He interviewed Clint Eastwood on the set of “Rawhide,” James Stewart, Lauren Bacall, Ida Lupino, Barbara Stanwyck, Jane Russell, even Arnold Schwarzenegger, and …I couldn’t begin to remember them all.
“Creature Features” gave John an opportunity once again to interview science-fiction and horror stalwarts; this time on camera: Vincent Price, Christopher Lee, Leonard Nimoy, William Shatner, Ray Harryhausen, Roger Corman…again, too many to recall.
John Stanley’s latest book, “The Gang That Shot Up Hollywood” is loaded with re-worked interviews/observations/reflections (and over 750 photographs) of many of the famous entertainers he’s interviewed through the years at the Chronicle. My favorite is the section on Samuel Fuller. John knew Joe Rosenthal, photographer of the famed Iwo Jima flag-raising, and there is a very interesting piece on him, too.
You can buy the book from Amazon, but if you get it through John’s site, www.stanleybooks.net, he’ll autograph a copy for you. Even if you don’t buy the book, be sure to check out his site and “click” every option as there are more cool books including, “The Creature Features Movie Guide” and his autobiographical, “I Was a TV Horror Host,” and various “Creature Feature” DVDs as well.
John Stanley’s efforts too often fall under the radar…don’t let him fall under yours.
ROBERT L. LIPPERT BIOGRAPHY
Future movie exhibitor and producer scion, Robert L. Lippert, was born March 11, 1909, and abandoned on the doorstep of the San Francisco Catholic Charities Orphanage. He stayed at the orphanage for almost two years until he was adopted by Leonard and Esther Lippert of Alameda, California.
Lippert grew up in Alameda, and at age17 quit high school to marry his high school sweetheart, Ruth Robinson.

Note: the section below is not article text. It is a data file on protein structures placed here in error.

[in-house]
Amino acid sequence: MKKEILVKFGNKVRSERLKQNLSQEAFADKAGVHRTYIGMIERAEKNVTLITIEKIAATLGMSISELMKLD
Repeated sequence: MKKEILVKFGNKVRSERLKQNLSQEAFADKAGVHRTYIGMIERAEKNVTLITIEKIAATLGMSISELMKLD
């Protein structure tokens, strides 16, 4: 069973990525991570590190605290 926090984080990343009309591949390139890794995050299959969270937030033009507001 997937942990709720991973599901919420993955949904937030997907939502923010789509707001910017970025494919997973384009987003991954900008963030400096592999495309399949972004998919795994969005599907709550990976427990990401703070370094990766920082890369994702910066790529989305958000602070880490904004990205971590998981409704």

Capitalizing on his skill at the keyboard, he started show business as an organist for silent movies. Through on-hand experience, he became knowledgeable about all aspects of motion picture exhibition. In 1929 he rented portable equipment and became a road showman, traveling to theatreless towns throughout the west, by then he was completely enamored by the motion picture business.
In 1936 he made an arrangement with a Detroit dish manufacturer and soon announced his greatest gimmick, “Dish Night.” The concept called for exhibitors to give away a different dish, saucer, etc. every Tuesday over a period of 52 weeks. Over the period of one year, the loyal movie patron would be rewarded with a complete set of dishes and, of course, countless hours of entertainment!
He toured the country selling his plan (and dishes) to exhibitors around country. Not only did he make money, he developed relationships with exhibitors around the country…an asset to be used later when he went into motion picture distribution.
Lippert later used the same concept to promote “Book Night.” This time inexpensive encyclopedias were given away weekly. Miss a Tuesday and you have an incomplete set of books!
The origin of the Lippert Theatre Circuit came about in 1942 with his ground-up construction of the Grand Theatre in Richmond, California. He particularly embraced drive-ins beginning in 1945 with the Malaga in Fresno, the first of its kind Northern California. Eventually Lippert owned 118 theatres.
…okay, the part about his productions will follow…